• is another cause of the increase in abuse of women.

  • Let me just go down a very few abuses of women that concern me most,

  • and I'll be fairly brief, because I have a limited amount of time, as you know.

  • One is genital mutilation.

  • Genital mutilation is horrible and not known by American women,

  • but in some countries, many countries,

  • when a child is born that's a girl, very soon in her life,

  • her genitals are completely cut away by a so-called cutter

  • who has a razor blade and, in a non-sterilized way,

  • they remove the exterior parts of a woman's genitalia.

  • And sometimes, in more extreme cases but not very rare cases,

  • they sew the orifice up so the girl can just urinate or menstruate.

  • And then later, when she gets married, the same cutter goes in

  • and opens the orifice up so she can have sex.

  • This is not a rare thing, although it's against the law in most countries.

  • In Egypt, for instance,

  • 91 percent of all the females that live in Egypt today

  • have been sexually mutilated in that way.

  • In some countries, it's more than 98 percent

  • of the women are cut that way before they reach maturity.

  • This is a horrible affliction

  • on all women that live in those countries.

  • Another very serious thing is honor killings,

  • where a family with misinterpretation, again, of a holy scripture --

  • there's nothing in the Quran that mandates this --

  • will execute a girl in their family

  • if she is raped

  • or if she marries a man that her father does not approve,

  • or sometimes even if she wears inappropriate clothing.

  • And this is done by members of her own family,

  • so the family becomes murderers

  • when the girl brings so-called disgrace to the family.

  • An analysis was done in Egypt not so long ago by the United Nations

  • and it showed that 75 percent of these murders of a girl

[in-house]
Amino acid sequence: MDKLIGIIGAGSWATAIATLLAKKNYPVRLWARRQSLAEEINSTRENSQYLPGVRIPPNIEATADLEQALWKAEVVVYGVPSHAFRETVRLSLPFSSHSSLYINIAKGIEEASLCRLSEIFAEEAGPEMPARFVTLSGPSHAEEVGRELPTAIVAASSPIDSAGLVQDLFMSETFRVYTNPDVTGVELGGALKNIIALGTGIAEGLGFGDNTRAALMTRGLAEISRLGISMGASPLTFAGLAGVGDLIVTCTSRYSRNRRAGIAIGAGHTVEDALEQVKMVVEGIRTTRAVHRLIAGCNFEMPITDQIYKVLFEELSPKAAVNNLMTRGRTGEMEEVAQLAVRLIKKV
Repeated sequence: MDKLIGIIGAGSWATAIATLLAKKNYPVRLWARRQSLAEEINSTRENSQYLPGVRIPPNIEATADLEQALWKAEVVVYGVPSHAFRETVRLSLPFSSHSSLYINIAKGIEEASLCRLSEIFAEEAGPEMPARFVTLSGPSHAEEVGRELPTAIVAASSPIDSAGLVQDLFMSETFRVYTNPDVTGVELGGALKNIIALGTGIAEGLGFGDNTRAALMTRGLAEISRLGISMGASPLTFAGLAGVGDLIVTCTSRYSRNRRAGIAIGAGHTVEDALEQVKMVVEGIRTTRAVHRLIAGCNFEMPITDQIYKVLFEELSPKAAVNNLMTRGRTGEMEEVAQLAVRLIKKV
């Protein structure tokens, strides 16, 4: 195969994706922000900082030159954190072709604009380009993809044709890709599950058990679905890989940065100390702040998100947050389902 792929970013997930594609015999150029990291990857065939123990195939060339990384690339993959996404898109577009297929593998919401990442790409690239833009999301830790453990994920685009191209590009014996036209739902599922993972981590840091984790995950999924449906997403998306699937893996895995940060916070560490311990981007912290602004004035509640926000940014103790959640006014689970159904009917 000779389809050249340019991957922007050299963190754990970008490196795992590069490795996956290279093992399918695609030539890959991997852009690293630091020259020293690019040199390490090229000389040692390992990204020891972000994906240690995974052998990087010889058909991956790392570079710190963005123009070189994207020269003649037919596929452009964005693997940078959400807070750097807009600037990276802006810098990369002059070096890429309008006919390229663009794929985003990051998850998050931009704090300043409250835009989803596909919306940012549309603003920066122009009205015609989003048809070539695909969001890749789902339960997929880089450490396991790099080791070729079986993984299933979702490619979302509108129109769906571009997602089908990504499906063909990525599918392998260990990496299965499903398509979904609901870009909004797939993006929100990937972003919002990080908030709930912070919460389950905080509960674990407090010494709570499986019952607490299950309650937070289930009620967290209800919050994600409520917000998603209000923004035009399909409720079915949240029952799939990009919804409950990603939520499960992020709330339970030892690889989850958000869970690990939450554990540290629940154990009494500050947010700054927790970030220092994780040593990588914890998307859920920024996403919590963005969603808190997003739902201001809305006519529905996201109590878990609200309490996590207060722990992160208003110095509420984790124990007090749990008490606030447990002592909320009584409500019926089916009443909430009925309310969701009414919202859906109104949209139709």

• are perpetrated by the father, the uncle or the brother,

  • but 25 percent of the murders are conducted by women.

  • Another problem that we have in the world

  • that relates to women particularly is slavery,

  • or human trafficking it's called nowadays.

  • There were about 12.5 million people sold from Africa into slavery

  • in the New World back in the 19th century and the 18th century.

  • There are 30 million people now living in slavery.

  • The United States Department of State now has a mandate from Congress

  • to give a report every year,

  • and the State Department reports that 800,000 people are sold

  • across international borders every year into slavery,

  • and that 80 percent of those sold are women,

  • into sexual slavery.

  • In the United States right this moment,

  • 60,000 people are living in human bondage, or slavery.

  • Atlanta, Georgia, where the Carter Center is located

  • and where I teach at Emory University,

  • they have between 200 and 300 women, people sold into slavery every month.

  • It's the number one place in the nation because of that.

  • Atlanta has the busiest airport in the world,

  • and they also have a lot of passengers that come from the Southern Hemisphere.

  • If a brothel owner

  • wants to buy a girl that has brown or black skin,

  • they can do it for 1,000 dollars.

  • A white-skinned girl brings several times more than that,

  • and the average brothel owner in Atlanta and in the United States now

  • can earn about $35,000 per slave.

  • The sex trade in Atlanta, Georgia, exceeds the total drug trade in Atlanta, Georgia.

  • So this is another very serious problem, and the basic problem is prostitution,

  • because there's not a whorehouse in America

  • that's not known by the local officials,

  • the local policemen, or the chief of police or the mayor and so forth.

  • And this leads to one of the worst problems,

  • and that is that women are bought increasingly and put into sexual slavery

  • in all countries in the world.

  • Sweden has got a good approach to it.

  • About 15 to 20 years ago, Sweden decided to change the law,

  • and women are no longer prosecuted

  • if they are in sexual slavery,

  • but the brothel owners and the pimps and the male customers are prosecuted,

  • and -- (Applause) -- prostitution has gone down.

  • In the United States, we take just the opposite position.

  • For every male arrested for illegal sex trade,

  • 25 women are arrested in the United States of America.

  • Canada, Ireland, I've already said Sweden,